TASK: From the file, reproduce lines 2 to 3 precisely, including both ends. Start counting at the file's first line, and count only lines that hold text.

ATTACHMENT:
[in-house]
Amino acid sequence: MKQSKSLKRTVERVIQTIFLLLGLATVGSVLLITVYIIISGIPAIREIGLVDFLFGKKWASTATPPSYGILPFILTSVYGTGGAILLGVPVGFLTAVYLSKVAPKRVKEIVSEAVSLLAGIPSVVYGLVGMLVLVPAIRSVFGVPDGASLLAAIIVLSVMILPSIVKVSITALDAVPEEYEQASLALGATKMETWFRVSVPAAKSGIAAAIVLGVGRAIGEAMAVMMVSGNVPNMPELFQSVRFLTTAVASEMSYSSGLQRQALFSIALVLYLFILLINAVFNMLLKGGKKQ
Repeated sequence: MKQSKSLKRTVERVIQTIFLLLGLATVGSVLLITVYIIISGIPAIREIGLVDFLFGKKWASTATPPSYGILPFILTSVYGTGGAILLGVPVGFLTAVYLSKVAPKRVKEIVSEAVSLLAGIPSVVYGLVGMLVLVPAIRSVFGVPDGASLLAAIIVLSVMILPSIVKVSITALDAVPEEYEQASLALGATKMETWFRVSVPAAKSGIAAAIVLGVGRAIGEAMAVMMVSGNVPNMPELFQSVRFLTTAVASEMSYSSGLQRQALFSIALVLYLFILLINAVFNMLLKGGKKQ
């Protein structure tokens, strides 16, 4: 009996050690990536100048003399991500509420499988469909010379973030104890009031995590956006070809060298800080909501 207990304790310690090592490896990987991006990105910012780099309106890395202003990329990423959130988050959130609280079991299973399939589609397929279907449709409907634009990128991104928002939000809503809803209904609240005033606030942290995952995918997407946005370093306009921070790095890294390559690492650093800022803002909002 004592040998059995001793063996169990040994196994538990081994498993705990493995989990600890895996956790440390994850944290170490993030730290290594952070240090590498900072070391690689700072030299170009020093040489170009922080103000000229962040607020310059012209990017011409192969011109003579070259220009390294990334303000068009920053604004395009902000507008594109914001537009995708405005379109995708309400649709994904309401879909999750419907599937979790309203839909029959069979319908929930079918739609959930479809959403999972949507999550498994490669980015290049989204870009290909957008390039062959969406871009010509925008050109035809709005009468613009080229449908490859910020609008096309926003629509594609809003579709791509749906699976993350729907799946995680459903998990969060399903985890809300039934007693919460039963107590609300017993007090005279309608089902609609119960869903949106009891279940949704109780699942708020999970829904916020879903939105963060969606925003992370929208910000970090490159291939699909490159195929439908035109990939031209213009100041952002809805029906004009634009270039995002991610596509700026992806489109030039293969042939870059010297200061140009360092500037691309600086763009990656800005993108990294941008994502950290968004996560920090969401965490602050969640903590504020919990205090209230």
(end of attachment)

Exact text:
Amino acid sequence: MKQSKSLKRTVERVIQTIFLLLGLATVGSVLLITVYIIISGIPAIREIGLVDFLFGKKWASTATPPSYGILPFILTSVYGTGGAILLGVPVGFLTAVYLSKVAPKRVKEIVSEAVSLLAGIPSVVYGLVGMLVLVPAIRSVFGVPDGASLLAAIIVLSVMILPSIVKVSITALDAVPEEYEQASLALGATKMETWFRVSVPAAKSGIAAAIVLGVGRAIGEAMAVMMVSGNVPNMPELFQSVRFLTTAVASEMSYSSGLQRQALFSIALVLYLFILLINAVFNMLLKGGKKQ
Repeated sequence: MKQSKSLKRTVERVIQTIFLLLGLATVGSVLLITVYIIISGIPAIREIGLVDFLFGKKWASTATPPSYGILPFILTSVYGTGGAILLGVPVGFLTAVYLSKVAPKRVKEIVSEAVSLLAGIPSVVYGLVGMLVLVPAIRSVFGVPDGASLLAAIIVLSVMILPSIVKVSITALDAVPEEYEQASLALGATKMETWFRVSVPAAKSGIAAAIVLGVGRAIGEAMAVMMVSGNVPNMPELFQSVRFLTTAVASEMSYSSGLQRQALFSIALVLYLFILLINAVFNMLLKGGKKQ